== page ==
E.P., the ex-racehorse with “kissing spine”: How attention to detail can improve rehabilitative groundwork

By Wiola Grabowska

Every Wednesday evening from April to August I run groundwork sessions at Brackenhill Stud. One my recent clients agreed for me to post a few photos from our initial session which I am very grateful for because they showed beautifully how small corrections, attention to detail and good evaluation of current training situation can help kick start the progress.

E.P.’s owner has put a tremendous effort over the last couple of years to bring the horse from what can only be described as skin & bone state to one where you can really see the horse’s potential.

I was asked to help with structuring the rehabilitative training and help add more ideas to the current work.

There were many aspects of the training that we discussed and we formulated a plan of work for the next few months but I wanted to share on here a small but very significant improvement we were able to achieve during just one session and that’s ALIGNMENT. 

Good body alignment is a key to healthy posture and as a result to successful training. Most horses and all rehabilitative schooling clients I have worked with, struggle with that aspect of training and therefore no matter how good the content of the training is, the results might be disappointing.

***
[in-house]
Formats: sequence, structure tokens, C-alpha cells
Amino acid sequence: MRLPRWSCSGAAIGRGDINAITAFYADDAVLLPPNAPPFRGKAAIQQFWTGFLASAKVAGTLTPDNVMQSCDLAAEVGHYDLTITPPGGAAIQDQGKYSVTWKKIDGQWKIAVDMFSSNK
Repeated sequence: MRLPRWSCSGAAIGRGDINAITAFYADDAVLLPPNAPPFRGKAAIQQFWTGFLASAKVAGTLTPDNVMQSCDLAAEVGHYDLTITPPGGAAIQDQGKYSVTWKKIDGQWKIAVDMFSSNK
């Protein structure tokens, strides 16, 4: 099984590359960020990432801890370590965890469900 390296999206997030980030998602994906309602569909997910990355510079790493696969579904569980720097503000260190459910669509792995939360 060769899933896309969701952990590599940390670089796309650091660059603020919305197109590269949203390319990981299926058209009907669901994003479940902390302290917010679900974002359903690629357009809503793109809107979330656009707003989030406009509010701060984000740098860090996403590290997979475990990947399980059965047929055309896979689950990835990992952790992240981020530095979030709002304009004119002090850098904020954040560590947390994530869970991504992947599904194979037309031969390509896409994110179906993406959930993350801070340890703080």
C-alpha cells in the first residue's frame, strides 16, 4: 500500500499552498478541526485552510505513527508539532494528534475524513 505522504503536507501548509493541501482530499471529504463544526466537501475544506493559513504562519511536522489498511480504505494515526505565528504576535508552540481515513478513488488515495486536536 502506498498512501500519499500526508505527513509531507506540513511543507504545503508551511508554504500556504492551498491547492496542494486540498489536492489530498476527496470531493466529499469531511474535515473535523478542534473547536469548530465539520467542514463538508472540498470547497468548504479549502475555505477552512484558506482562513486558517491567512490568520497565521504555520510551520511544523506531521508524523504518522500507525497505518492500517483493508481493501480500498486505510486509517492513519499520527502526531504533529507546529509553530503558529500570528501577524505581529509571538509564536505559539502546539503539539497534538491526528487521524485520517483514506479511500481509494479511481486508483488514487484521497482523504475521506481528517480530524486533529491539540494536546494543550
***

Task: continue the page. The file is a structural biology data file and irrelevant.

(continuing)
On photos above you can see E.P. trotting on a circle to the right with no corrections to alignment from the owner who is long reining him from the middle of the circle (he’s wearing a proprioceptive band – a bandage – that attaches to the roller).

On photos below you can see E.P.’s posture being influenced by the owner using variety of postural corrections we have worked through for about 30 minutes beforehand. These corrections are based on small changes in horse’s preferred weight shifts, balance, suppleness and body awareness with no use of any schooling gadgets):

 

The subtle visual differences on these snapshots are great to see but what made it even better was E.P.’s quality of movement before and after the owner’s corrections. I believe that movement quality is of huge importance if the rehabilitation is to progress in the right direction.

Huge thank you to E.P.’s owner for letting me share photos from the session! All images copyright: Aspire Equestrian Riding Academy

Advertisements

Leave a Reply

Fill in your details below or click an icon to log in:

WordPress.com Logo

You are commenting using your WordPress.com account. Log Out /  Change )

Google+ photo

You are commenting using your Google+ account. Log Out /  Change )

Twitter picture

You are commenting using your Twitter account. Log Out /  Change )

Facebook photo

You are commenting using your Facebook account. Log Out /  Change )

Connecting to %s